Just recently, the federal government released a much-needed $5 billion aid package to SNFs--one that came on the heels of the industry's first-ever decline in margins reported since 1999. That funding, combined with the collective will to improve therapy challenges that existed in the industry even prior to COVID-19, is a rare opportunity. Of course, COVID-19 exacerbated challenges SNFs were already facing, it is also an opportunity for a total redesign of how SNFs provide therapy. I would like to propose that the vastly different climate in SNFs this summer 2020 should be a springboard for a more positive future for therapy in skilled nursing facilities. 

Moving from RUG-IV reimbursement to PDPM for therapy

Last October 2019 when the federal government entered a new fiscal year, the new Patient-Driven Payment Model (PDPM) replaced the long-held Prospective Payment System, RUG-IV approach to billing for therapy based on time spent per patient. The immediate effect of that change was that 43 percent of operators reported laying off therapists to a Skilled Nursing News SNF poll, as well as a reduction in hours. Facilities started providing more group therapy and concurrent therapy sessions, offering patients a chance to be motivated by one another as they each worked toward personal goals.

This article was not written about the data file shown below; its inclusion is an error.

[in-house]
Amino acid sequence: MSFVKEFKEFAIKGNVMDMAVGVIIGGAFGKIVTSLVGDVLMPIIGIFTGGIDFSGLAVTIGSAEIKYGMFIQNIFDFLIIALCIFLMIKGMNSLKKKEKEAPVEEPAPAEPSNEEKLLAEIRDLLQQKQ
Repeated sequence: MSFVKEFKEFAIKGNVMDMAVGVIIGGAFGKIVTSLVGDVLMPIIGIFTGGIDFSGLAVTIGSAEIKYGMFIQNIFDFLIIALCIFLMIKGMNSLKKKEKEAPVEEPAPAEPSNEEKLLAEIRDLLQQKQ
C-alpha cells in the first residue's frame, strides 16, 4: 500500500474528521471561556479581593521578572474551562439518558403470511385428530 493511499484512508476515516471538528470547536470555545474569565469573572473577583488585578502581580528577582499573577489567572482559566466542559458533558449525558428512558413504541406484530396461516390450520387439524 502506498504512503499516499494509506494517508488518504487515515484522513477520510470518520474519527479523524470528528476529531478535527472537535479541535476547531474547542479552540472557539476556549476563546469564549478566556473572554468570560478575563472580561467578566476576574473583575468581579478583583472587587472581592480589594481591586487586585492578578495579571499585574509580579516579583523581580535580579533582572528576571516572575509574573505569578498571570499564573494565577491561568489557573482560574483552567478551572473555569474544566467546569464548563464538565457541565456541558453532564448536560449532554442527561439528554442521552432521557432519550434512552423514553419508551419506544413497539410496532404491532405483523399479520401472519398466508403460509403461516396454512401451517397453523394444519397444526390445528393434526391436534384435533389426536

That was until COVID-19 hit in March 2020.  

We in the industry would still be sorting out the ripple effect of the move to PDPM this year, except that a bigger tsunami hit the skilled nursing facility industry in the form of a global pandemic. 

COVID-19 results in bigger changes for therapy

Five months into the COVID-19 pandemic, and most long term care patients are still spending the majority of time in their rooms, with little to no outside visitors. Therapy gyms are closed or only available to a limited number of patients at a time--at a social distance. And skilled nursing facilities are no longer getting reimbursed by therapy minute thresholds.

Therapists are now providing therapy within patient rooms, but this can be limited to the creativity, experience level and motivation of each individual therapist.